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Georgia Court Refuses to Enforce Hospital Lien Stemming From Insured’s Injuries in Car Accident

The Governor’s Office of Highway Safety in Georgia compiles and maintains a wide variety of data pertaining to vehicle accidents, injuries, and fatalities on State roadways. For instance, the information identifies accidents by the type of vehicle, the cause of the incident, and whether the use (or lack thereof) of a seatbelt was a factor in the outcome. Perhaps by making this data available, drivers will become more aware of the seriousness of the impact car accidents can have on people’s lives.

Those who have suffered injuries as a result of another’s negligence on Georgia roads, at the very least, may have an opportunity to recover damages to ease their pain and suffering. To ensure that you present the best case in accordance with the laws applicable to accident claims in and around Atlanta, you are encouraged to contact a local, experienced injury attorney as soon as possible.

Because of the seriousness of car accident injuries, such as broken bones, lacerations, and head trauma, victims are often treated at area hospitals. When this occurs, the hospital may file a “hospital lien” to recover expenses for medical treatment and other related services. Section 44-14-471 of the Georgia Code sets forth the procedure for hospitals and other medical providers to follow when seeking to “perfect” a hospital lien. A recent case, Kennestone Hospital, Inc. v. The Travelers Home and Marine Insurance Co. (Ga. Ct. of App. 2015), illustrates some of the problems that can occur when a hospital attempts to recover expenses for treating a car accident victim.

In this case, Wanderson B. Silva was admitted to an area hospital after sustaining serious injuries in a collision with Deborah M. Chasin. Under Section 44-14-471, the hospital sent Silva notice that it planned to file a hospital lien, via certified mail, return receipt requested, but the receipt was returned “unclaimed.” The hospital also sent notice to Travelers Insurance Company, but it failed to contain specific information required by the statute. The hospital ultimately brought this suit to enforce its lien. Travelers moved for summary judgment, arguing that the hospital failed to adhere to the statutory requirements. The hospital responded by claiming that it had complied with the statute, and in any event, Travelers had actual notice of the lien.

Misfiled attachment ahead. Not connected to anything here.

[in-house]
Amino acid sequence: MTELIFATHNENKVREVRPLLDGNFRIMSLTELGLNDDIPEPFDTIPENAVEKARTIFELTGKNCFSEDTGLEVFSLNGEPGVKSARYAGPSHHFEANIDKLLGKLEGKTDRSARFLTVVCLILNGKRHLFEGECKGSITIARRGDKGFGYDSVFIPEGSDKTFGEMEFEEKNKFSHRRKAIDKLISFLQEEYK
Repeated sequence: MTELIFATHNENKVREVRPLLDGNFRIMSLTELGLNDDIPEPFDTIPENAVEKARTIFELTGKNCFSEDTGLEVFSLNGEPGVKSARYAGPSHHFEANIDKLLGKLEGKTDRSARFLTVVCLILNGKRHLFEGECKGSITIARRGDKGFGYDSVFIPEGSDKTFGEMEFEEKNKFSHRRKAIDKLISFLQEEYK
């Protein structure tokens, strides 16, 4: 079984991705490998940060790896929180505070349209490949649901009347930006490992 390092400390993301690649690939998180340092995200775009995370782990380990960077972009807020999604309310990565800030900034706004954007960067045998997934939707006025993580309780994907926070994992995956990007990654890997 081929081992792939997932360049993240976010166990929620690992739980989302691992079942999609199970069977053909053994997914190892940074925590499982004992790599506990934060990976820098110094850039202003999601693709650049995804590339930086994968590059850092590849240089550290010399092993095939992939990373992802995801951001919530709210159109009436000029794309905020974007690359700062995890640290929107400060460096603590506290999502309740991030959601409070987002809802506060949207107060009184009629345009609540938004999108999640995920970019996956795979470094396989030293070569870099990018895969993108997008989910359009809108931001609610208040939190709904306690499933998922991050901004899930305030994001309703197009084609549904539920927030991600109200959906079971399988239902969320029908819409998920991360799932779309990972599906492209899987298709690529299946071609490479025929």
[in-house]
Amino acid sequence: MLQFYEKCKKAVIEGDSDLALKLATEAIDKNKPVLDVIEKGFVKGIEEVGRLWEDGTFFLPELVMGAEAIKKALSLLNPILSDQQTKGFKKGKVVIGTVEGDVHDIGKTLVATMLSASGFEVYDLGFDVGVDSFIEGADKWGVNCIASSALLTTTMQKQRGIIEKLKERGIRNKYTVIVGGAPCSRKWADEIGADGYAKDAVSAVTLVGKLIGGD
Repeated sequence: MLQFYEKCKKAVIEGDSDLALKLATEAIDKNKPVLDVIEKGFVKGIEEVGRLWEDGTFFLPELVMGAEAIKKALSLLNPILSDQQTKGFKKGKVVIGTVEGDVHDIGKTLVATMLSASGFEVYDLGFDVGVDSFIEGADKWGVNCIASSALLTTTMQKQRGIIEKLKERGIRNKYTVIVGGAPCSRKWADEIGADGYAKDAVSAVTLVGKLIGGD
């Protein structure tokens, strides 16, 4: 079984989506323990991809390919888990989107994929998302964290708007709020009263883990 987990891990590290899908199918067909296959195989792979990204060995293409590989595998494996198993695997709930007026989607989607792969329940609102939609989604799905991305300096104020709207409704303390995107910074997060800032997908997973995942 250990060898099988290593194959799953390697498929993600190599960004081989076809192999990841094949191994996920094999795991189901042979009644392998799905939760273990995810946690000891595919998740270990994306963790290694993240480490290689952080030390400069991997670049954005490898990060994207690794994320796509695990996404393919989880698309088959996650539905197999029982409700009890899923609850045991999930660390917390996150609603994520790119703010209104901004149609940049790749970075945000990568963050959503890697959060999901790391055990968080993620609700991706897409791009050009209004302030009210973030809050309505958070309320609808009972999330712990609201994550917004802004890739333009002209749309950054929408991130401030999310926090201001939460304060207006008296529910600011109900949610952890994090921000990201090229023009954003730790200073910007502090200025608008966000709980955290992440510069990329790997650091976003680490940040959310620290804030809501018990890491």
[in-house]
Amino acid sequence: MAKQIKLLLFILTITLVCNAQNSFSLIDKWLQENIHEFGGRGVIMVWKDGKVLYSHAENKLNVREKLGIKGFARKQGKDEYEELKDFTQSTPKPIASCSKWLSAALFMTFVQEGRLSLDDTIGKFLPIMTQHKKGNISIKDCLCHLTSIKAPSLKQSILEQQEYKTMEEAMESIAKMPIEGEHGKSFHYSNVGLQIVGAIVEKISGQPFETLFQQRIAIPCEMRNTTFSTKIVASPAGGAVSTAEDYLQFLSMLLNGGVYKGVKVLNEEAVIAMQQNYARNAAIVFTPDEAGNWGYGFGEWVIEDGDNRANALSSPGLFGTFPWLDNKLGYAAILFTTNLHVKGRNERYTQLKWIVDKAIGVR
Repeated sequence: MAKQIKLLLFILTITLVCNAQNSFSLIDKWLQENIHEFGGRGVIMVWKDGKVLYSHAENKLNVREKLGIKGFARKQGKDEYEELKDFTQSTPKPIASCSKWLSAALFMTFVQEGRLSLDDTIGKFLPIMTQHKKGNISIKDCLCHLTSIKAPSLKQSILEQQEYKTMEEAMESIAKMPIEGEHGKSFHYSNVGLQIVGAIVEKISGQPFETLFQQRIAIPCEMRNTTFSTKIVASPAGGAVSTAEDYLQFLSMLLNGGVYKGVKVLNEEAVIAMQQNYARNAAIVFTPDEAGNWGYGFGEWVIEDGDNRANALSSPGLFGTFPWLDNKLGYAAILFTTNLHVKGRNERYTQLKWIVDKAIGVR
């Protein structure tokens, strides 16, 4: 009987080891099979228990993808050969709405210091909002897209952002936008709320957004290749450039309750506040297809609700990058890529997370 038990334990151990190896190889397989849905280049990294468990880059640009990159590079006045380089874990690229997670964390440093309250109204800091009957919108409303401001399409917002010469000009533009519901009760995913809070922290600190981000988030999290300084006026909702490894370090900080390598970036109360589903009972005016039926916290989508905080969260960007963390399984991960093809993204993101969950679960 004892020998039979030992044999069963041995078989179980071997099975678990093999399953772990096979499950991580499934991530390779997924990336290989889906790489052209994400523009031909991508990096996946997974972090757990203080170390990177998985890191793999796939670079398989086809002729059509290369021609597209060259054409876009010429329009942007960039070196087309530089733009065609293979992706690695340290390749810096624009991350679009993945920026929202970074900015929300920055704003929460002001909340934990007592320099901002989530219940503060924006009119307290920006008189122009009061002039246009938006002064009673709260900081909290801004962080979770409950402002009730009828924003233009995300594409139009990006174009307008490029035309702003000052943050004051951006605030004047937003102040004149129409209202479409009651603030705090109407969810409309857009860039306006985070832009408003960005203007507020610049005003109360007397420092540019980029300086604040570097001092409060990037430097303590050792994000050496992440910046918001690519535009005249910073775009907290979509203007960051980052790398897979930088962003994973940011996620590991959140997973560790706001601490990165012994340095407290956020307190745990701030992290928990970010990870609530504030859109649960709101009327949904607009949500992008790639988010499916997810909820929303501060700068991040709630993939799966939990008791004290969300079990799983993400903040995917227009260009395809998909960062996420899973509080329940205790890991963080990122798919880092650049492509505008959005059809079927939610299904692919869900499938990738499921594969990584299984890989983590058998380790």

The trial court granted summary judgment to Travelers, finding that the hospital failed to perfect its lien under the statute. Among other deficiencies, the court found that it did not serve Chasin, the person alleged to be responsible for the accident, and the notice failed to adequately designate the proper insurer by sending notice to “Travelers” (instead of TH&M). The hospital appealed. The court of appeals affirmed the decision, noting that although the lien need not be perfect in all respects, the lienholder must exercise at least “some degree of diligence” in obtaining the information necessary to send the notice.

Here, the hospital failed to take any steps to verify the name of the insurer or to determine the adjuster’s proper mailing address, among other things. The court pointed out that the lien was invalid primarily because the hospital failed to send any notice at all to Chasin – the person allegedly liable for the damages stemming from the injury.

Essentially, the hospital failed to provide the requisite notice. In most personal injury cases arising from a car accident, the plaintiff is required to provide notice of his or her claims, typically early on in the proceedings. In order to preserve your right to a recovery, it is important that you follow each and every legal requirement pertaining to notice, among many other things. You are encouraged to contact an injury attorney who can ensure that your case is handled in accordance with applicable laws. Stephen M. Ozcomert is an injury attorney with over 20 years of experience handling car accident cases, representing individuals who have been injured as a result of negligent driving in Atlanta and throughout Georgia. Call us today at (404)-370-1000 to schedule a free initial consultation, or you can reach us through our website.

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